Most of the work will be for the key animators, but I certainly hope some it trickles down to the in-between animators so I can get my hands on it. They’ve already passed around some scenes from the new Digimon and Hannah Montana series and I still haven’t been able to draw anything from these shows.
Things remained calm for about a month, until “Wasted Wisher” popped in again on 19 June 2010 with the following juicy tidbits:
Hey there, folks. Remember when I told you guys Toei would be making new animation cutscenes for a new Dragonball game, and I didn’t have a clue which game it would be for?
Well, now I know. The new animation is for a remake/re-release of “The Plot to Exterminate the Saiyans”. The key animators finally received their first pieces of work for the new game, so I figured it out upon seeing the character models and layouts scanned from the original video.
According to my co-worker, he said the frame size for the animation was rather small, so it will most likely come out for a portable game system. (Maybe this is the Dragonball game slotted for the 3DS?) Other than that, I have no idea as to how the game is going to look like.
Oh, and one more thing…unlike in Dragonball Kai, where the new animation is basically just re-traced from the old footage, the animation here is all-new from the ground up. They’ll still be using scans of the old video for the layouts, but that’s just for reference (camera angles, positioning, etc.). As far as the actual animation is concerned, it’s being re-built from scratch.
(Yeah, that last part’s gonna get some reactions, I’m so sure…)
For another couple months, the fan community worked under the assumption that this might be a portable game. When Nintendo unveiled the 3DS at E3 2010, Namco-Bandai also revealed that a new Dragon Ball game (untitled at that point and with no further details) would be released for the system early in its life. Would this game be the remake of Saiya-jin Zetsumetsu Keikaku…?
In early August 2010, leaked scans from an issue of Jump revealed the truth: that year’s upcoming Raging Blast 2 for the PlayStation 3 and Xbox 360 would incorporate something called “Plan to Eradicate the Super Saiyans” (Sūpā Saiya-jin Zetsumetsu Keikaku):
Details were a little sketchy at first, but it confirmed that the original story was being re-created and re-animated from the ground-up (as opposed to scene re-tracing as in Kai, exactly as “Wasted Wisher” had described to us), and would be a special, 30-minute animation available on the Raging Blast 2 game disc right from the start. There was no confirmation at the time as to how much this story would be integrated into the single-player, normal story mode within Raging Blast 2 — it appeared that it would be in some capacity, as the Jump scan inferred that Freeza would fight Goku with new techniques and combos, possibly alluding to the “Ghost Warrior” versions of villains that fight the heroes in the original “Plan to Eradicate the Saiyans”.
On 09 August 2010, Namco-Bandai in Japan issued their own formal press release about the game and this new anime inclusion. The official website for the game was also updated along with character designs and sketches:
On 10 August 2010, the American branch of Namco-Bandai issued their own press release confirming the inclusion of the animated feature in the international release of Raging Blast 2:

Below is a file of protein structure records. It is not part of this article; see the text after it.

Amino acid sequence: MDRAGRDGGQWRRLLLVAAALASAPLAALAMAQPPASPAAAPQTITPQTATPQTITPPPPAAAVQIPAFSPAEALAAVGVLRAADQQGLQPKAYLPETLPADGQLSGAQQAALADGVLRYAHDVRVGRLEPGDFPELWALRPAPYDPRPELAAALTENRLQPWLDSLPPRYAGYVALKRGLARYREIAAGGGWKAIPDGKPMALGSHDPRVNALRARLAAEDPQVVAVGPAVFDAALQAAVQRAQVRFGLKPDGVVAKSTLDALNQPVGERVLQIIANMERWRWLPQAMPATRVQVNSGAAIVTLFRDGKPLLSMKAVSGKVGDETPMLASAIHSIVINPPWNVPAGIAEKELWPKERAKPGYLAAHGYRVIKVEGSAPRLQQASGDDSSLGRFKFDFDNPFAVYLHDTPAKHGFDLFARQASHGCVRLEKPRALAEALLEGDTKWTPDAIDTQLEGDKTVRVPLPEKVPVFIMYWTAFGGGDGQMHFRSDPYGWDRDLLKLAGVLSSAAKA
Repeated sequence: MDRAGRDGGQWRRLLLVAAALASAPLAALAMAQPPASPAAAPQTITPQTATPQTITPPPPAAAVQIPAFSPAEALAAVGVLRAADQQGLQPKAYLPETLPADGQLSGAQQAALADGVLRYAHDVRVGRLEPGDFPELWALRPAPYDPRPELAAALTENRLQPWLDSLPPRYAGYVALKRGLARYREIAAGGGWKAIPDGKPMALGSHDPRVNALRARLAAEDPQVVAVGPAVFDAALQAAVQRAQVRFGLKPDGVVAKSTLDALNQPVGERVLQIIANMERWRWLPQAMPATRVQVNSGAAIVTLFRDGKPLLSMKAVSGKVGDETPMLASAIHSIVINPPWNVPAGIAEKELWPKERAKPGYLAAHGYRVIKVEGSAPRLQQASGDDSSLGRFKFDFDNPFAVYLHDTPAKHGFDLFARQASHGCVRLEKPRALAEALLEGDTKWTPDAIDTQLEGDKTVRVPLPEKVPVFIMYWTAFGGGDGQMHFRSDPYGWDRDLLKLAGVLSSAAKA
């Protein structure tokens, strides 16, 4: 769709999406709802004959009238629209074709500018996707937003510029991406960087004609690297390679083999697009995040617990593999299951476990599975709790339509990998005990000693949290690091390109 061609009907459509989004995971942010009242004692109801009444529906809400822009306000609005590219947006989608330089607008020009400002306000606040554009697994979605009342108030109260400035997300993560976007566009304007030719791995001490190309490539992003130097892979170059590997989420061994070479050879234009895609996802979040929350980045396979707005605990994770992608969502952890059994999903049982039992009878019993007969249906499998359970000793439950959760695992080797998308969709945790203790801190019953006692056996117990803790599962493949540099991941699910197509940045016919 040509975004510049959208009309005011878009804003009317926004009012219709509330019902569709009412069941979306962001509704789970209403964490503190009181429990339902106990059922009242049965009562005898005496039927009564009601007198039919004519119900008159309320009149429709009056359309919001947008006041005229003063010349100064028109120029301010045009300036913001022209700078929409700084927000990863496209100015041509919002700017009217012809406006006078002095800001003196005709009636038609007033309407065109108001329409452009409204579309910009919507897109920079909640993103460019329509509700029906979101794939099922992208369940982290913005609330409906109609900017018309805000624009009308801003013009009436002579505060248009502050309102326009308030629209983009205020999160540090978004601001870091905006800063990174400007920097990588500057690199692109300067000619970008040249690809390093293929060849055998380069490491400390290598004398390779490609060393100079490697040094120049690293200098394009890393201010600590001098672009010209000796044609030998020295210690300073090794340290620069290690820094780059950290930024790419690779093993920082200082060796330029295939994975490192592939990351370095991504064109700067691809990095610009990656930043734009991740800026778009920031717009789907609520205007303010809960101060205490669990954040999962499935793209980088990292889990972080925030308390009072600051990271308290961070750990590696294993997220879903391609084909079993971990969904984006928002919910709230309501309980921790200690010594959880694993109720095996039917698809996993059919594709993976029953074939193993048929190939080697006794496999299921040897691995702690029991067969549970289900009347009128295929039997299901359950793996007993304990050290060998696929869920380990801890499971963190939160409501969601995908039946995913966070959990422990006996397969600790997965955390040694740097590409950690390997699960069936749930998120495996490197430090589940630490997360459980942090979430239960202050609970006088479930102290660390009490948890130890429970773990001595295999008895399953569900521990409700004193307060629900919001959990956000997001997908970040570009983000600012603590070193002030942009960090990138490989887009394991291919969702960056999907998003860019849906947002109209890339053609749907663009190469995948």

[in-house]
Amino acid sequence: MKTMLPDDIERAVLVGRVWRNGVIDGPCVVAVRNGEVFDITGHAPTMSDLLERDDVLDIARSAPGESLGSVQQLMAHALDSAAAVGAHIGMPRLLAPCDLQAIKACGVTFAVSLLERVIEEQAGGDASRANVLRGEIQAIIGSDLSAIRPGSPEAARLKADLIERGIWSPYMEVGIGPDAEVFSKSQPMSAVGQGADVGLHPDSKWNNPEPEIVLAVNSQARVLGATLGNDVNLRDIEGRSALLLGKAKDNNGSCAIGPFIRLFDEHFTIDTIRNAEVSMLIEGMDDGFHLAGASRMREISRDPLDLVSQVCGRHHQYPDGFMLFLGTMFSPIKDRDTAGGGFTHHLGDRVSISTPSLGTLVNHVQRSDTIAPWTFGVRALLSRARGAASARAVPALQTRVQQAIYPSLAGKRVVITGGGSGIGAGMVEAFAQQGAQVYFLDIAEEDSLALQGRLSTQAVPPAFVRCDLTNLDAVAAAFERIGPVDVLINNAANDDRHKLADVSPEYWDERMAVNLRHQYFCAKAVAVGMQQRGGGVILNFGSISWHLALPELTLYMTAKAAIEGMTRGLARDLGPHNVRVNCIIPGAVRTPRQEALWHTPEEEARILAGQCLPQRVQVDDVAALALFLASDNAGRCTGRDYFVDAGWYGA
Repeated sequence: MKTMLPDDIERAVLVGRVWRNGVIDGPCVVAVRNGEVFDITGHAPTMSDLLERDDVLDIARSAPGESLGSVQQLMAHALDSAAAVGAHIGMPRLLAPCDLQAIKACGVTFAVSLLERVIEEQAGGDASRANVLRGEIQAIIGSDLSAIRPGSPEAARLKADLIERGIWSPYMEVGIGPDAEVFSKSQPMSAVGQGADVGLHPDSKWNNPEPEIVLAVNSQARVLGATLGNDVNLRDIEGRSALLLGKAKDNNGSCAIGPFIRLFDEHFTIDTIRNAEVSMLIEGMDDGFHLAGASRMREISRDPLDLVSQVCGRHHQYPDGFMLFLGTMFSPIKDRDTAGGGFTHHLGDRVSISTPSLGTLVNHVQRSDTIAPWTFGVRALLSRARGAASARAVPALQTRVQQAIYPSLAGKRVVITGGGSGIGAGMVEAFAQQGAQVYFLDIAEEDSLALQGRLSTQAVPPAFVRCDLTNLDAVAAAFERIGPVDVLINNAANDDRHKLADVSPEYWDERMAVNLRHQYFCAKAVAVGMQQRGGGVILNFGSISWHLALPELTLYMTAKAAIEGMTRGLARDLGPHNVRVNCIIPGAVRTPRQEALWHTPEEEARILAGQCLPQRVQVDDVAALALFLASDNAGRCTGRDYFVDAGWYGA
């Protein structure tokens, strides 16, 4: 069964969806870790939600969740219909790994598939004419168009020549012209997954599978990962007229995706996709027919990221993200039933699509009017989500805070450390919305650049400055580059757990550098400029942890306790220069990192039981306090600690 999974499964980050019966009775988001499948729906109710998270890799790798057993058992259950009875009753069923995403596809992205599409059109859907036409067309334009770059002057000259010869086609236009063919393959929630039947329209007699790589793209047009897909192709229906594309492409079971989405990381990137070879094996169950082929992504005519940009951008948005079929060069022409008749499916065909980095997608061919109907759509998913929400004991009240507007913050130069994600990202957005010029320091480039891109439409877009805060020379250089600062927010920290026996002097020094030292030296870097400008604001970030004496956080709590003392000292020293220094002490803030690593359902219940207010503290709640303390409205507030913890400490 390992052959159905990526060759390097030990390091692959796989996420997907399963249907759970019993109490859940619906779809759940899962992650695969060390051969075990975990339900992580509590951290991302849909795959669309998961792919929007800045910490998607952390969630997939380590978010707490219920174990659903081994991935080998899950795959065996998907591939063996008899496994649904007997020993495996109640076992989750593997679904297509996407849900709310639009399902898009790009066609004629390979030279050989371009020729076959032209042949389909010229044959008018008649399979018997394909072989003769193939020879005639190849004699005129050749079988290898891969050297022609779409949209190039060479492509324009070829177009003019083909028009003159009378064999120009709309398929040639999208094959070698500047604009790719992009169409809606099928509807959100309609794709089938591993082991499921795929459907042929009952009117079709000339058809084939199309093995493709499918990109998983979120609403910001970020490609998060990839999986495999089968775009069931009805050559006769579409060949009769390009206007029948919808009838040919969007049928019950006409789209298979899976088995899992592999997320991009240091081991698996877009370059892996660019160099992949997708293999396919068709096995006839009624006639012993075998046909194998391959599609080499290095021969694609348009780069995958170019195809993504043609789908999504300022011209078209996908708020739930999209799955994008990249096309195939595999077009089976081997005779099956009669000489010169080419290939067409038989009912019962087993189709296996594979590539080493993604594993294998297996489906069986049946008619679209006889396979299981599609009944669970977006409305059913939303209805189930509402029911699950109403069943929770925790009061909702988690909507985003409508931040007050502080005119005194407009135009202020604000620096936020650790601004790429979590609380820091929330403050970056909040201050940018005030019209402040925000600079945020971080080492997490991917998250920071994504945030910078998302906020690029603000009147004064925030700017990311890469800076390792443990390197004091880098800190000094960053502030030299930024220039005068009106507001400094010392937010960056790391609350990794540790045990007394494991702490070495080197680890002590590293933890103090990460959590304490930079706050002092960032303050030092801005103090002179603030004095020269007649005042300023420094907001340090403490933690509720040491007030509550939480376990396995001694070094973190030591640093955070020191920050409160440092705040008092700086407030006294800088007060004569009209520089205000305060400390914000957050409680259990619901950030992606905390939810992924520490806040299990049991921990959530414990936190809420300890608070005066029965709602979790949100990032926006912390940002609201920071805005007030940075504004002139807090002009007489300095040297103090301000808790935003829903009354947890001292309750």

DRAGON BALL®: RAGING BLAST™ 2 TO INCLUDE EXCLUSIVE DRAGON BALL® ANIME EPISODE
Game Disc to Feature Brand New Never Before Seen 30-minute Dragon Ball Anime Feature
SANTA CLARA, Calif., (August 10, 2010) – NAMCO BANDAI Games America Inc. today announced that all retail editions of Dragon Ball®: Raging Blast 2™ for the Xbox 360® video game and entertainment system from Microsoft and PlayStation®3 computer entertainment system will feature a brand new 30-minute feature of the Dragon Ball® anime on the game disc.
The exclusive new feature entitled “Dragon Ball: Plan to Eradicate the Super Saiyans” is a completely reconstructed, re-scripted and re-edited version of an original Japanese episode that has never been released in the U.S or Canada, offering something unique to fans of the series. Everyone who buys the game can watch this exclusive anime straight out of the box.
Dragon Ball: Raging Blast 2 features a host of improvements and new features, delivering the most authentic and advanced Dragon Ball videogame experience to date. Everything from the camera to the controls has been reworked to create an accessible game with more than enough tactical depth to satisfy even the most battle-hardened Dragon Ball fan. Sporting more than 90 characters, 20 of which are brand new to the Raging Blast series, new modes, and additional environmental effects, Dragon Ball: Raging Blast 2 is the next evolution in the home console series.
Via the same trailer, it was revealed that “Hatchihyakku” (adapted as simply “Hatchiyack”) would be a fully playable character for the first time, having previously just been a “boss” character in the original Famicom and Playdia games:
The North American release included the new feature as an immediately-viewable video file within the bonus portion of the game disc on both consoles. The feature was available exclusively in Japanese with hard-coded English subtitles (the Japanese version contains no subtitles).
For a good long while, things remained silent again for the side story.
In November 2011, it was announced that “Plan to Eradicate the Super Saiyans” would be streamed online as part of a new marketing push in conjunction with V-Jump. The special was made available for free streaming for several months, though it was IP restricted to Japanese viewers only.
In January 2012, tying in with the previous V-Jump promotion, it was announced that the March 2012 issue of Saikyō Jump would come packed with a bonus DVD that contained the recent animated adaptation of “Episode of Bardock”, as well as “Plan to Eradicate the Super Saiyans”.
So far, this remains the only non-game home release of the new version of the feature.